The United States is sending a dozen F-16 fighter jets to Poland as a part of a training exercise amid continuing tensions between Ukraine and Russia.
Three hundred US service personnel will also be sent to Poland as part of the exercise, the Polish defence ministry said on Sunday. The deployment will be completed by Thursday.
Chuck Hagel, the US Secretary of State for Defence, and his Polish counterpart Tomasz Siemoniak agreed the deployment during a phone call, according to a statement from the Polish ministry.
“The unit will be composed of 12 F-16 planes and will transport 300 soldiers,” defence ministry spokesman Jacek Sonta said.
The fighters had been sent following a request from Poland.
The exercise was originally planned to be smaller but was increased and pushed forward because of the “tense political situation” in Ukraine, added Sonta.
The deployment in Poland comes after Washington announced it was also sending four F-15 planes to Lithuania to strengthen surveillance in the airspace around the Baltic.
According to Lithuania’s defence ministry, the deployment was in response to “Russian aggression in Ukraine and increased military activity in Kaliningrad,” the Russian exclave which borders Poland and Lithuania.
While, Poland has 48 of its own F-16 fighter jets, the Baltic states do not have sufficient air resources and look to NATO to provide protection for its airspace.
Merkel rebukes Putin
German Chancellor Angela Merkel delivered a strong rebuke to the Russian strongman on Sunday, telling him a planned Crimea referendum on joining the Russian Federation was “illegal” and bemoaning the lack of progress on creating an international diplomatic group to try to resolve the crisis.
In phone conversations with Merkel and British Prime Minister David Cameron, Putin in turn accused Ukraine’s new leaders of failing to rein in “ultra-nationalist and radical forces”.
He also defied Western condemnation of the March 16 referendum, saying the pro-Russian authorities in Crimea organising the vote were legitimate and acting “based on international law”.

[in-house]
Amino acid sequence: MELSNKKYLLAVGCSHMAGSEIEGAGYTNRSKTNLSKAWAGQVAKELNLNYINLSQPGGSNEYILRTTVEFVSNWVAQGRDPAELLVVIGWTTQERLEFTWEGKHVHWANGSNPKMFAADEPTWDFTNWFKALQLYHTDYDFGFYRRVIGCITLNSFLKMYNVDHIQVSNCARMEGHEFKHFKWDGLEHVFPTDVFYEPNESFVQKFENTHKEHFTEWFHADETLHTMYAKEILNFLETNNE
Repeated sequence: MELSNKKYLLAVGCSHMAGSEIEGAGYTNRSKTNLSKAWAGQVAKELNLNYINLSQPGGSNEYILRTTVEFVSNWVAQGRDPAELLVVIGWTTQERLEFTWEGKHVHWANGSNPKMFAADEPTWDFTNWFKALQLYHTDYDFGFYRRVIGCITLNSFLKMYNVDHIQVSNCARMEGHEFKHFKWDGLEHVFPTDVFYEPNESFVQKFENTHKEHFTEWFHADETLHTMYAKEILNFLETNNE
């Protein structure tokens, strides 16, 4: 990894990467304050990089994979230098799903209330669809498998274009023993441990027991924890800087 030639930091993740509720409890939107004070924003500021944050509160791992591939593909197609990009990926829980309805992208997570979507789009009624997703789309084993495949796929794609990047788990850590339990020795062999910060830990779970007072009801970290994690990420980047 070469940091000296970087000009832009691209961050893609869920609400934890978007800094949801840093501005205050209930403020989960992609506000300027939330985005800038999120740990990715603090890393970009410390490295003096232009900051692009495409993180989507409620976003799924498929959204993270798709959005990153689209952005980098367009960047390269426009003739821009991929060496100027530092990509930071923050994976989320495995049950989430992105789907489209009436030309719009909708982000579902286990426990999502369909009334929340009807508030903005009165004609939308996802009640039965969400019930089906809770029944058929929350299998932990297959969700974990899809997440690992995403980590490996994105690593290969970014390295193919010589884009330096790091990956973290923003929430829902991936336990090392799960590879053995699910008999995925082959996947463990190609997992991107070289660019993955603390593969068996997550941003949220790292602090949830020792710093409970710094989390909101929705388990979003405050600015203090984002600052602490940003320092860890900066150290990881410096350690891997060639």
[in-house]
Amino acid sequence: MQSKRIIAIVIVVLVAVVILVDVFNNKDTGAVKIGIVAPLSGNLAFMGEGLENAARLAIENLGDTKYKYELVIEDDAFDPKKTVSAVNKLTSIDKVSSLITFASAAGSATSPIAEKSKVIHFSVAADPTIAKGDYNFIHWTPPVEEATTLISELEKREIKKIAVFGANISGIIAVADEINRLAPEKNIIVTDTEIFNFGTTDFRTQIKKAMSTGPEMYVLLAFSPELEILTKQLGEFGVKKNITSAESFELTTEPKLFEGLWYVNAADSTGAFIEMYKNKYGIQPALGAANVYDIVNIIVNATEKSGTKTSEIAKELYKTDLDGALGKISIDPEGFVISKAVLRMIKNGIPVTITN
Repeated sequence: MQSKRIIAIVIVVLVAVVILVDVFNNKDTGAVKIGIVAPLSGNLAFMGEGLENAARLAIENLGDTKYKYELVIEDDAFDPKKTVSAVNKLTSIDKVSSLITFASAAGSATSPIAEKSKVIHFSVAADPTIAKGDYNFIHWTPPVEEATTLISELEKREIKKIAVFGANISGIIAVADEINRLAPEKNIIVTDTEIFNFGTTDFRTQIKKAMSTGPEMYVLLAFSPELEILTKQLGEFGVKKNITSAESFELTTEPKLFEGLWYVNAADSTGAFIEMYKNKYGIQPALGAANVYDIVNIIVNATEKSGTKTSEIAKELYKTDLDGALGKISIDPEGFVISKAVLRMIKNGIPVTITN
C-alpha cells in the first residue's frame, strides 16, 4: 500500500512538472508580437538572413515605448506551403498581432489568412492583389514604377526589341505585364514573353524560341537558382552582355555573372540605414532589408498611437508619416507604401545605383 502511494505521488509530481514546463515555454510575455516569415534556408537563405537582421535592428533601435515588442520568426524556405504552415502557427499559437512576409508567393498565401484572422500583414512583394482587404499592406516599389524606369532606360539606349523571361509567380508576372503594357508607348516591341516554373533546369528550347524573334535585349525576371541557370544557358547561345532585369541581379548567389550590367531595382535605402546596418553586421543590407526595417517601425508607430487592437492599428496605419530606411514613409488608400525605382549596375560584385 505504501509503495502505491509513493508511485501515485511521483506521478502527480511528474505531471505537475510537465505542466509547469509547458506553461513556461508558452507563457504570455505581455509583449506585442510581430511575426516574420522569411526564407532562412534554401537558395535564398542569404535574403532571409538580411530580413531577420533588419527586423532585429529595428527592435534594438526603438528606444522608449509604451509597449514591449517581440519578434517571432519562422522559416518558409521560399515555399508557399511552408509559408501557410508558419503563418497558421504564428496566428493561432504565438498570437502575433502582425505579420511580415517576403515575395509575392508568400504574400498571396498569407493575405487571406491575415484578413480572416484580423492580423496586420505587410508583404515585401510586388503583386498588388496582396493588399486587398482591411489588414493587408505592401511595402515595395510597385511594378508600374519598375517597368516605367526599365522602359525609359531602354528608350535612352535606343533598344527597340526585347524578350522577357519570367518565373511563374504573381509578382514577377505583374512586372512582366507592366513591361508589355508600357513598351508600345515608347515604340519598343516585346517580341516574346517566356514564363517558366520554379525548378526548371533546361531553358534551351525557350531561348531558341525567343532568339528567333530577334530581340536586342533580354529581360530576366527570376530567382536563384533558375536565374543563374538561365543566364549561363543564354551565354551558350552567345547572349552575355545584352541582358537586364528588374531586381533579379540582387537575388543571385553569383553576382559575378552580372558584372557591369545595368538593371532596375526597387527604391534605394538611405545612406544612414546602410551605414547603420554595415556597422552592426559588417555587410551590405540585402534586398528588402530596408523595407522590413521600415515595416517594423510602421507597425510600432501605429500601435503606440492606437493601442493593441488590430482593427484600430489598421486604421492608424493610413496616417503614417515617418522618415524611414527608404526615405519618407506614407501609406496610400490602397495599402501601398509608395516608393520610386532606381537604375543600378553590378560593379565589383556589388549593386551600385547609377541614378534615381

Tensions running high in Crimea
In a clear sign of support for Ukraine’s new leaders in the gravest post-Cold War crisis between Russia and the West, US President Barack Obama is to meet interim Prime Minister Arseniy Yatsenyuk on Wednesday.
Separatist tensions were running high Sunday on the strategic Black Sea peninsula which is now under Moscow’s de facto control.
In Sevastopol, pro-Moscow militants wearing balaclavas and bullet proof vests, joined by Cossacks wielding whips, attacked a small rally for Ukrainian unity.
Thousands of supporters of integration with Russia also seized regional government headquarters in the eastern city of Lugansk and hoisted a Russian flag outside a security service building in Donetsk.
In Kiev, Putin’s top foe Mikahil Khodorkovsky, a former Russian oligarch who spent a decade in Russian prisons, addressed a crowd of thousands on Independence Square – the epicentre of the protests.
An emotional Khodorkovsky said Russia had colluded with the former Ukrainian authorities in violence that claimed 100 lives over three months of demonstrations against ousted president Viktor Yanukovych.
“They told me what the authorities did here. They did this with the agreement of the Russian leadership,” Russia’s former richest man said from a stage.
“I wanted to cry. It is terrifying. This is not my leadership. I want you to know – there is a different Russia,” he said, holding back tears, adding that Russia and Ukraine “have a common European future”.
Yatsenyuk, who heads to Washington this week, vowed Ukraine would not cede “an inch” of its territory to Moscow.
“It is our land,” he told a crowd of several thousand in Kiev.
A senior Russian lawmaker meanwhile said Moscow had set aside $US1.1 billion ($A1.21 billion) in aid for Crimea.